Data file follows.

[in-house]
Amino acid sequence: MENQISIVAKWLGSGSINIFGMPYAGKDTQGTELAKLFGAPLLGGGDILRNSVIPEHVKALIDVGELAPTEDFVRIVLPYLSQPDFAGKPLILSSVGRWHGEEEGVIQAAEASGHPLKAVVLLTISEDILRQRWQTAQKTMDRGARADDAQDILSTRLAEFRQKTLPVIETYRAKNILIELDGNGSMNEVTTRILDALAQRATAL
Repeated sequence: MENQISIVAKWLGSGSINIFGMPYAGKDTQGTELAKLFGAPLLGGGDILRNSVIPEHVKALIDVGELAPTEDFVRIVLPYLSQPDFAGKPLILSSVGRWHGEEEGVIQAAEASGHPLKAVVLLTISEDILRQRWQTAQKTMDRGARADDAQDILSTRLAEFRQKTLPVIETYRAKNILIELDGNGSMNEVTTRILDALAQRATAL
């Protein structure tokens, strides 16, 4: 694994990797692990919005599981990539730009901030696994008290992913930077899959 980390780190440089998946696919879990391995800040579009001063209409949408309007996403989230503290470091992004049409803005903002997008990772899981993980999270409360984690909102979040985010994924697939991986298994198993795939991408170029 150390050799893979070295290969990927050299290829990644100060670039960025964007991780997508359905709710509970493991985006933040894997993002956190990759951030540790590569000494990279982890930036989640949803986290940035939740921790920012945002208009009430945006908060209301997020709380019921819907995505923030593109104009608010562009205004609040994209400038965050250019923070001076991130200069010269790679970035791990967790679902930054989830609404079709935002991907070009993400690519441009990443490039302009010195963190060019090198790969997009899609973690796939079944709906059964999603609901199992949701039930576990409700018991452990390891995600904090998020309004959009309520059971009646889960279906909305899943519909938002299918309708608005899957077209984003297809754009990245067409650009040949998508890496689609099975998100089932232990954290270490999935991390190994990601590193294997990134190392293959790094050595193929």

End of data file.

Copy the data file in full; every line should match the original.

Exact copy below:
[in-house]
Amino acid sequence: MENQISIVAKWLGSGSINIFGMPYAGKDTQGTELAKLFGAPLLGGGDILRNSVIPEHVKALIDVGELAPTEDFVRIVLPYLSQPDFAGKPLILSSVGRWHGEEEGVIQAAEASGHPLKAVVLLTISEDILRQRWQTAQKTMDRGARADDAQDILSTRLAEFRQKTLPVIETYRAKNILIELDGNGSMNEVTTRILDALAQRATAL
Repeated sequence: MENQISIVAKWLGSGSINIFGMPYAGKDTQGTELAKLFGAPLLGGGDILRNSVIPEHVKALIDVGELAPTEDFVRIVLPYLSQPDFAGKPLILSSVGRWHGEEEGVIQAAEASGHPLKAVVLLTISEDILRQRWQTAQKTMDRGARADDAQDILSTRLAEFRQKTLPVIETYRAKNILIELDGNGSMNEVTTRILDALAQRATAL
């Protein structure tokens, strides 16, 4: 694994990797692990919005599981990539730009901030696994008290992913930077899959 980390780190440089998946696919879990391995800040579009001063209409949408309007996403989230503290470091992004049409803005903002997008990772899981993980999270409360984690909102979040985010994924697939991986298994198993795939991408170029 150390050799893979070295290969990927050299290829990644100060670039960025964007991780997508359905709710509970493991985006933040894997993002956190990759951030540790590569000494990279982890930036989640949803986290940035939740921790920012945002208009009430945006908060209301997020709380019921819907995505923030593109104009608010562009205004609040994209400038965050250019923070001076991130200069010269790679970035791990967790679902930054989830609404079709935002991907070009993400690519441009990443490039302009010195963190060019090198790969997009899609973690796939079944709906059964999603609901199992949701039930576990409700018991452990390891995600904090998020309004959009309520059971009646889960279906909305899943519909938002299918309708608005899957077209984003297809754009990245067409650009040949998508890496689609099975998100089932232990954290270490999935991390190994990601590193294997990134190392293959790094050595193929």